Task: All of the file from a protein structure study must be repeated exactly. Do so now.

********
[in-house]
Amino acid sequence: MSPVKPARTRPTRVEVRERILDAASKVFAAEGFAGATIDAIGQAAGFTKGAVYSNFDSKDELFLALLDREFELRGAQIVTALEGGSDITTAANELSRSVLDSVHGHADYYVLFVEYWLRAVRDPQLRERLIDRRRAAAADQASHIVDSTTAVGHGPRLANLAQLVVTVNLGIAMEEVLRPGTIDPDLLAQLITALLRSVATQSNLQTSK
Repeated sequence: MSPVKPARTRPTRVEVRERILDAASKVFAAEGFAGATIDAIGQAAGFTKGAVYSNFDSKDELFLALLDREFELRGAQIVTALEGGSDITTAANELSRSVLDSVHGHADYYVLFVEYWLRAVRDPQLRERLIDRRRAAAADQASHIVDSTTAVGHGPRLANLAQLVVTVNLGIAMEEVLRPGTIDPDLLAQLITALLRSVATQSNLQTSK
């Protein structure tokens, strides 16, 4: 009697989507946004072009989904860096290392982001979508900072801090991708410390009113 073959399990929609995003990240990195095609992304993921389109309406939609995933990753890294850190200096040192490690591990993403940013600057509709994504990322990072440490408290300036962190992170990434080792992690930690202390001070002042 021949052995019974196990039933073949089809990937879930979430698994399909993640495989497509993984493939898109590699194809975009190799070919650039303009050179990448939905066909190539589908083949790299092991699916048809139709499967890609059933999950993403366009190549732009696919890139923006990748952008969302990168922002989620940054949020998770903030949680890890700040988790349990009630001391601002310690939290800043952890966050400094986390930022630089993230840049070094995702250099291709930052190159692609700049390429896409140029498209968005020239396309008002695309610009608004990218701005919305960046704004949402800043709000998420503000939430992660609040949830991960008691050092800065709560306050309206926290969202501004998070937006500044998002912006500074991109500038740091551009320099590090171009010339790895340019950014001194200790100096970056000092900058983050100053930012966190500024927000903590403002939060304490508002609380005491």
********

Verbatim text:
[in-house]
Amino acid sequence: MSPVKPARTRPTRVEVRERILDAASKVFAAEGFAGATIDAIGQAAGFTKGAVYSNFDSKDELFLALLDREFELRGAQIVTALEGGSDITTAANELSRSVLDSVHGHADYYVLFVEYWLRAVRDPQLRERLIDRRRAAAADQASHIVDSTTAVGHGPRLANLAQLVVTVNLGIAMEEVLRPGTIDPDLLAQLITALLRSVATQSNLQTSK
Repeated sequence: MSPVKPARTRPTRVEVRERILDAASKVFAAEGFAGATIDAIGQAAGFTKGAVYSNFDSKDELFLALLDREFELRGAQIVTALEGGSDITTAANELSRSVLDSVHGHADYYVLFVEYWLRAVRDPQLRERLIDRRRAAAADQASHIVDSTTAVGHGPRLANLAQLVVTVNLGIAMEEVLRPGTIDPDLLAQLITALLRSVATQSNLQTSK
């Protein structure tokens, strides 16, 4: 009697989507946004072009989904860096290392982001979508900072801090991708410390009113 073959399990929609995003990240990195095609992304993921389109309406939609995933990753890294850190200096040192490690591990993403940013600057509709994504990322990072440490408290300036962190992170990434080792992690930690202390001070002042 021949052995019974196990039933073949089809990937879930979430698994399909993640495989497509993984493939898109590699194809975009190799070919650039303009050179990448939905066909190539589908083949790299092991699916048809139709499967890609059933999950993403366009190549732009696919890139923006990748952008969302990168922002989620940054949020998770903030949680890890700040988790349990009630001391601002310690939290800043952890966050400094986390930022630089993230840049070094995702250099291709930052190159692609700049390429896409140029498209968005020239396309008002695309610009608004990218701005919305960046704004949402800043709000998420503000939430992660609040949830991960008691050092800065709560306050309206926290969202501004998070937006500044998002912006500074991109500038740091551009320099590090171009010339790895340019950014001194200790100096970056000092900058983050100053930012966190500024927000903590403002939060304490508002609380005491």